Enterprise Resource Planning (ERP) systems present a management problem for various industries including institutions of higher education (IHEs) because they are costly to acquire, challenging to implement, and often fail to meet anticipated expectations. ERP systems are highly complex due to the nature of the operations they support. This dissertation was conducted via a systematic review of the literature from 1998–2017 to synthesize available knowledge in various industries including IHEs in the United States. Through the lenses of Change Management Theory and The Diffusion of Innovations Theory, this systematic review highlighted critical success factors (CSFs) affecting the implementation of ERP systems in various industries and, also, sought to discover CSFs unique to institutions of higher education. Despite the challenges ERP presents to businesses, implementation of ERP systems continues to grow. This dissertation found that for various industries, the most often cited CSFs were: top management support, change management skills, effective communications, and ERP systems user training. For IHEs, institutional governance, staff engagement, lack of internal expertise, and conflicts with other priorities were the critical factors that played a significant role in ERP implementation. These findings suggested that industries must not only pay careful attention to the CSFs in various industries but that they can utilize the specific CSFs in IHEs, even though they may not appear to be as crucial for other industries. Future research may consider the extent to which organizations have mastered the skills necessary to effectively implement ERP systems.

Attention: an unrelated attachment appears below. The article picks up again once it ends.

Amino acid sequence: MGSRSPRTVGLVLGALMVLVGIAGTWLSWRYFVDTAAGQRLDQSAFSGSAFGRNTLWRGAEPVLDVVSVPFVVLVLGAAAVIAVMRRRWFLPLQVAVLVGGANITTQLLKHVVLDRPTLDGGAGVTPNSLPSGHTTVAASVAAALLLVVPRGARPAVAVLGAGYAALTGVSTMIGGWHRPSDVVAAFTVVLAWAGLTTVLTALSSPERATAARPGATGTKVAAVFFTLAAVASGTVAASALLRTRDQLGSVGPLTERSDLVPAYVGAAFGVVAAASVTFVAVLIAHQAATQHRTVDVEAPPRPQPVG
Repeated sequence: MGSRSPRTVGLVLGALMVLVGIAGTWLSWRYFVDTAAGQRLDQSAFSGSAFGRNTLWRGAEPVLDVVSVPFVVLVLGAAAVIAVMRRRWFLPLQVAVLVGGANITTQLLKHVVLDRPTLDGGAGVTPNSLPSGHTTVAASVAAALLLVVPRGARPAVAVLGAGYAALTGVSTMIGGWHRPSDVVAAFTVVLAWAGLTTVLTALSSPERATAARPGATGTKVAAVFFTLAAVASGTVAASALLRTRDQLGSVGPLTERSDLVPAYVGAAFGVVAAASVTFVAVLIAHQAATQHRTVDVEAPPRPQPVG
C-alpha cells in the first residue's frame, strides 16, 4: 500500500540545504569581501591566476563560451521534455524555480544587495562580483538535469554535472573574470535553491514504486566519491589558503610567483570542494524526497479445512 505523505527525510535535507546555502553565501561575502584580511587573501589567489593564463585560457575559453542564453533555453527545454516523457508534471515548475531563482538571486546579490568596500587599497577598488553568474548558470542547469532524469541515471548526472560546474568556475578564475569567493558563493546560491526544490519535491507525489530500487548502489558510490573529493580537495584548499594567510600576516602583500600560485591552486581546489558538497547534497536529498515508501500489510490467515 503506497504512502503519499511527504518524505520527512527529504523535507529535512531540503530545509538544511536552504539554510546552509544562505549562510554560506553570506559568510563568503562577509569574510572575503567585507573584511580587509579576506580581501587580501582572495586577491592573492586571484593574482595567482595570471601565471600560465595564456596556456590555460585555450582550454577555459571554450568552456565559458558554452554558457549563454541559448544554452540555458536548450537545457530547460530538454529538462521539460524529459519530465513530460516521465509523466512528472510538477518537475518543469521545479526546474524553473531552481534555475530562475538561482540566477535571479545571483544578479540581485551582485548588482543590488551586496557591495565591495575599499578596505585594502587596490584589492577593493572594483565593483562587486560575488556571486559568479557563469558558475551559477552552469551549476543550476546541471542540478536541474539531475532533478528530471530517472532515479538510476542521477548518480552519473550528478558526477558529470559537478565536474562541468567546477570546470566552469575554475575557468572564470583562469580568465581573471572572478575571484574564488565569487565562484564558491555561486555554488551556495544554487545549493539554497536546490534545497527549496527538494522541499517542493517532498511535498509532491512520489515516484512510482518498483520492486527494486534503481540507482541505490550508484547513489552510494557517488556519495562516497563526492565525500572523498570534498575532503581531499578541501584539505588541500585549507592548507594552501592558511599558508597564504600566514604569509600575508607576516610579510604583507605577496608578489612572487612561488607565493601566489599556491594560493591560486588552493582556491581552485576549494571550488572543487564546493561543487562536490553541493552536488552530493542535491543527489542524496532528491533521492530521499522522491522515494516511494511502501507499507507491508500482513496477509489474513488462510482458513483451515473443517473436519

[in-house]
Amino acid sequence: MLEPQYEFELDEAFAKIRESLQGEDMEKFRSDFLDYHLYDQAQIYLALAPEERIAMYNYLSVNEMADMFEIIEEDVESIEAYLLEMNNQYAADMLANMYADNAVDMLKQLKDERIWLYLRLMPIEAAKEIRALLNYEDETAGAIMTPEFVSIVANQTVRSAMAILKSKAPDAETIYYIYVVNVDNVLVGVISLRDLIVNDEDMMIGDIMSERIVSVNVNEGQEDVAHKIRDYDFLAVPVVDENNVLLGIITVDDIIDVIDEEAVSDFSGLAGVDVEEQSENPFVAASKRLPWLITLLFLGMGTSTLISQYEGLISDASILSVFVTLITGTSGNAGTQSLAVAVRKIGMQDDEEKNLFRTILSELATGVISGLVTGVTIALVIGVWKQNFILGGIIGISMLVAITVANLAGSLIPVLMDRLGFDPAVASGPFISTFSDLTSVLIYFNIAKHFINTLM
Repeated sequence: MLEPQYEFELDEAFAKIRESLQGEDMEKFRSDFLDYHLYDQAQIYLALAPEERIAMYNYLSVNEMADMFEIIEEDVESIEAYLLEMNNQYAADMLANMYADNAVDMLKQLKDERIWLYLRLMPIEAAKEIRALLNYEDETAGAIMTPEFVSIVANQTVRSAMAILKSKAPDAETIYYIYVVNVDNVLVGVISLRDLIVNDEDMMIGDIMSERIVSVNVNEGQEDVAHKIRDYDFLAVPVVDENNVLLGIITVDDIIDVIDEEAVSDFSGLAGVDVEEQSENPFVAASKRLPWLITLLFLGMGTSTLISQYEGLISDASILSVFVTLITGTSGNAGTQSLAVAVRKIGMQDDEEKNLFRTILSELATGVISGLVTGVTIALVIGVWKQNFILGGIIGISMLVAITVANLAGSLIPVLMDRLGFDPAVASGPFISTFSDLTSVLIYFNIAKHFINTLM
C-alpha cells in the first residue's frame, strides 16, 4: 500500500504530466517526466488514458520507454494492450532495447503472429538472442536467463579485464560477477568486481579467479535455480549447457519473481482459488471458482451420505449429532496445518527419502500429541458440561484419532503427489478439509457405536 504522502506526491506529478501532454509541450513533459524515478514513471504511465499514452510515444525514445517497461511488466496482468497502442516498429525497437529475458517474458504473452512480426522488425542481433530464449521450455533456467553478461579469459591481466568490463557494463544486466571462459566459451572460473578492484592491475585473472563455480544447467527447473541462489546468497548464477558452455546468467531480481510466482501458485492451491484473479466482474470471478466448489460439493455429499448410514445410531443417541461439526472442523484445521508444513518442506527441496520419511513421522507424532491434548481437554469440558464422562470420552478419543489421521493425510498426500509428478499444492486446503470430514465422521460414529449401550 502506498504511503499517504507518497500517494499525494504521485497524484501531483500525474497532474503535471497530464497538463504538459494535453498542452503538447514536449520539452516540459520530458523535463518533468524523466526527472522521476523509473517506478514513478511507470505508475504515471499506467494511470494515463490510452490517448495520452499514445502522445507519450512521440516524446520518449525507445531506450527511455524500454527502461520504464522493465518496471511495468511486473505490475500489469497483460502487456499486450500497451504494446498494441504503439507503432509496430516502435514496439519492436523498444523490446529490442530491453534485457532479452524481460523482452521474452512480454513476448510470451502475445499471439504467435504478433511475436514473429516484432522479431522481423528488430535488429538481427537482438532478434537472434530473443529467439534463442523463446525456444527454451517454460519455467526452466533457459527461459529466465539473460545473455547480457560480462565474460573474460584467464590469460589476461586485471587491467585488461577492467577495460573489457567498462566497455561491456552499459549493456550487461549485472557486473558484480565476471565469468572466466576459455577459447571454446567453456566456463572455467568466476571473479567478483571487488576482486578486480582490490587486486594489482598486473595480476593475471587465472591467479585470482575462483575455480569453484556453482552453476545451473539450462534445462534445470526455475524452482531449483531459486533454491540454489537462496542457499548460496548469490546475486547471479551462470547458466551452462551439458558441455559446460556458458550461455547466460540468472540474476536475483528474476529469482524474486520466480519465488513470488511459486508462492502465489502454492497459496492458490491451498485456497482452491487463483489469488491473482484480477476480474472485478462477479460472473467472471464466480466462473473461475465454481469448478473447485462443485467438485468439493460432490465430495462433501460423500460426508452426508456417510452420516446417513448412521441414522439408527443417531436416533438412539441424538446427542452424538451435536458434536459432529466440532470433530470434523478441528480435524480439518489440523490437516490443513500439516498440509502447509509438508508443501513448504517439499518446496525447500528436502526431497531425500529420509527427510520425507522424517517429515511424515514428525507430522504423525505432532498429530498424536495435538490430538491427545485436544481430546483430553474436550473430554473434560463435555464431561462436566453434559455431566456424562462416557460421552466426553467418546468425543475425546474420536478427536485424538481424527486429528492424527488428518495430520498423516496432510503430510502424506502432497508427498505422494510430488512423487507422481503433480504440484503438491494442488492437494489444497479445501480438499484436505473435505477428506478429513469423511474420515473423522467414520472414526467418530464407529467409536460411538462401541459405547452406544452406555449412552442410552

|Advisor:||Edwards, Kathleen F., Dinauer, Leslie|
|Commitee:||Dinauer, Leslie, Edwards, Kathleen F.|
|School:||University of Maryland University College|
|School Location:||United States -- Maryland|
|Source:||DAI-A 79/07(E), Dissertation Abstracts International|
|Subjects:||Management, Information Technology, Systems science|
|Keywords:||CSFs, Critical success factors, Enterprise resource planning systems, Higher education, Implementation, Innovation management|
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